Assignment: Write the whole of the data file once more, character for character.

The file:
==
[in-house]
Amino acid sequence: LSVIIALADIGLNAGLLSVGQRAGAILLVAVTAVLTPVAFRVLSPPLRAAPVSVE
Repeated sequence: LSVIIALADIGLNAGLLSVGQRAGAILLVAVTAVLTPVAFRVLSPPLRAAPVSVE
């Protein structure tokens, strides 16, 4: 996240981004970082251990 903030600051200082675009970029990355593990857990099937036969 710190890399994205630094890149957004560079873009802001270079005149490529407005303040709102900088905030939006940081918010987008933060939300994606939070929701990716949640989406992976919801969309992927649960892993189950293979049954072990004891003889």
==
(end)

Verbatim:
[in-house]
Amino acid sequence: LSVIIALADIGLNAGLLSVGQRAGAILLVAVTAVLTPVAFRVLSPPLRAAPVSVE
Repeated sequence: LSVIIALADIGLNAGLLSVGQRAGAILLVAVTAVLTPVAFRVLSPPLRAAPVSVE
């Protein structure tokens, strides 16, 4: 996240981004970082251990 903030600051200082675009970029990355593990857990099937036969 710190890399994205630094890149957004560079873009802001270079005149490529407005303040709102900088905030939006940081918010987008933060939300994606939070929701990716949640989406992976919801969309992927649960892993189950293979049954072990004891003889």